Report: Moyer, Ibanez say Monahan's steroid claims unfounded

Some current and former members of the Mariners are disputing the claim of former Seattle outfielder Shane Monahan that the clubhouse culture led him to use steroids and amphetamines with the hopes of lengthening his major league career.

Monahan openly admitted to ESPN.com that he used performance-enhancing drugs. His claims didn't sit well with current Mariner Raul Ibanez and longtime Seattle pitcher Jamie Moyer, who played for the Philadelphia Phillies in 2007.

"It's amazing to me that a guy like Shane -- a guy who was up and down at best and had a very limited cup of coffee with us -- would be able to know what was going on," Ibanez told The Seattle Times. "I was up and down like he was. I was in that same boat that he was in, and everyone makes their choice."

Ibanez told the paper that his workout regimen, not steroids, have helped him remain a major league player.

"In 10 years, I've never seen a person take a steroid," Ibanez told the Seattle Times. "I've never had anyone come to me in a major-league clubhouse and offer me any."
Moyer echoed Ibanez's statements.

"I choose not to get involved with all of that stuff," Moyer told the paper. "We're all grown men of many different ages. If he's throwing people under the bus, that's his choice, but it disappoints me."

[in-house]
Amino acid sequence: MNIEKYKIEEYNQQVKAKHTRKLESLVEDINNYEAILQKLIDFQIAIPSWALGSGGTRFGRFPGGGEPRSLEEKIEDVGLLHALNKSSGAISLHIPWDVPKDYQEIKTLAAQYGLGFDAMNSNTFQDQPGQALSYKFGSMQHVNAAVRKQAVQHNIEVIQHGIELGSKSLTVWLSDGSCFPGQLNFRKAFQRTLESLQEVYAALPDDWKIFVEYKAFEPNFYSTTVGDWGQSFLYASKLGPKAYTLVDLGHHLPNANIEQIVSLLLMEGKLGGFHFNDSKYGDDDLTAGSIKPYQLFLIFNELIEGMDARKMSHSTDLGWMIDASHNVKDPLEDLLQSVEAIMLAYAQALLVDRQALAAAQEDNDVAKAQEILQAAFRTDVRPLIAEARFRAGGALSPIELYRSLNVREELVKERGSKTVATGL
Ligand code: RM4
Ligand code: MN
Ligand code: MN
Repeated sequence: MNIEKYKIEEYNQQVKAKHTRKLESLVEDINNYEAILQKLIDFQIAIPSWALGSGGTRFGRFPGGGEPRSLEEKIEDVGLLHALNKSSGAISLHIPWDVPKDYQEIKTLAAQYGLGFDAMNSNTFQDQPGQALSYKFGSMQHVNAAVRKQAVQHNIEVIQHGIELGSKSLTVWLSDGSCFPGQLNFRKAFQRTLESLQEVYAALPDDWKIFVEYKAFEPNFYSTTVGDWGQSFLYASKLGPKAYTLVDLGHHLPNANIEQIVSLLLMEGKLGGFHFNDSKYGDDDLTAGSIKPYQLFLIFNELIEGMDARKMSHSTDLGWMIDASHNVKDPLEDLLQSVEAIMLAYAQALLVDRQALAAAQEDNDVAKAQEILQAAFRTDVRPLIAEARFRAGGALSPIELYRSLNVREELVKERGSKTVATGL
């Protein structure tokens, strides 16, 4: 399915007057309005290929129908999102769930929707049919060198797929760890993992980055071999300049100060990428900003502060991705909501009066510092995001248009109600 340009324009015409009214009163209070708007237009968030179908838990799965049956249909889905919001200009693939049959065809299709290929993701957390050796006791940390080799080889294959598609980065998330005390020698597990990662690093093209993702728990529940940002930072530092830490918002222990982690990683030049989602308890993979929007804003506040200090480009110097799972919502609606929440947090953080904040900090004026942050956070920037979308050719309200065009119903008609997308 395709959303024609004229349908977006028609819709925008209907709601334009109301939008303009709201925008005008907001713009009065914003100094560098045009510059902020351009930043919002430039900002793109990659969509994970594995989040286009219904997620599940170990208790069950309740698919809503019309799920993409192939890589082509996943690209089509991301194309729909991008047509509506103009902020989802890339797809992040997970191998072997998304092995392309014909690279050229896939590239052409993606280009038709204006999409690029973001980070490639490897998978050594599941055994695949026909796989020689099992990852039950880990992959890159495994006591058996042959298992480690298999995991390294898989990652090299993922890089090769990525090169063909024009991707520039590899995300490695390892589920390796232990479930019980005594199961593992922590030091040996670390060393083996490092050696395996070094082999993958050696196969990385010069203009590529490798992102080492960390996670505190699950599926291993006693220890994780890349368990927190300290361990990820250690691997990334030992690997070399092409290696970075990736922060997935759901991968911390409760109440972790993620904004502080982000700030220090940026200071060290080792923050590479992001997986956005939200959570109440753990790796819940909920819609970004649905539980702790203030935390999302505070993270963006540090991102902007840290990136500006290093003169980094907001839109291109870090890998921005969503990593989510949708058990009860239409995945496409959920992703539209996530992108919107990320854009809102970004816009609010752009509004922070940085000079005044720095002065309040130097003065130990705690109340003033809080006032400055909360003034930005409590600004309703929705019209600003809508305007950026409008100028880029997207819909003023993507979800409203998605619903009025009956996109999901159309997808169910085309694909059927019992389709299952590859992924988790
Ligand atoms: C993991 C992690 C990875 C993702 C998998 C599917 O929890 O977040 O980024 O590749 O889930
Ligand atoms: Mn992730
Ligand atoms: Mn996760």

The veteran pitcher disputed Monahan's recollections directly.

"I can tell you that I was there for 10 years and I never saw anyone take steroids," Moyer said, according to the paper.

"This will be my 20th year in the major leagues, and I don't even know what a steroid looks like. If I have to start relying on those things, after so many years in the game, then it's time to pack it in. That's the way I look at things."

Mariners president Chuck Armstrong told the paper that the team was unaware of the validity of any of Monahan's allegations.

"We're surprised and disappointed," Armstrong said. "As I've said all along, we fully support the commissioner's initiatives. There is now testing for amphetamines, and access to the clubhouse has been tightened a great deal since those days."

Ken Griffey Jr., the face of the Mariners franchise during his 11-season tenure in Seattle, declined comment through his agent.

"Junior already reacted to the Mitchell report when it came out, and Kenny's just never been a part of that culture anyway," his agent Brian Goldberg told the paper.

Monahan was never mentioned in the Mitchell report on steroid use in baseball. He did talk to ESPN.com about his motivation for speaking up.

"I'm not a superstar. Nobody remembers who I am. But you know what? I don't want kids from college or kids from high school going through what I had to go through," Monahan told ESPN.com's Mike Fish. "I certainly don't want my son, 20 years from now, having to be faced with that decision so he could play professional sports."

The paper also reported that several Mariners players who were named in the Mitchell report did play in Seattle during Monahan's brief stay in the majors, including Ryan Franklin, Glenallen Hill, David Segui and Todd Williams.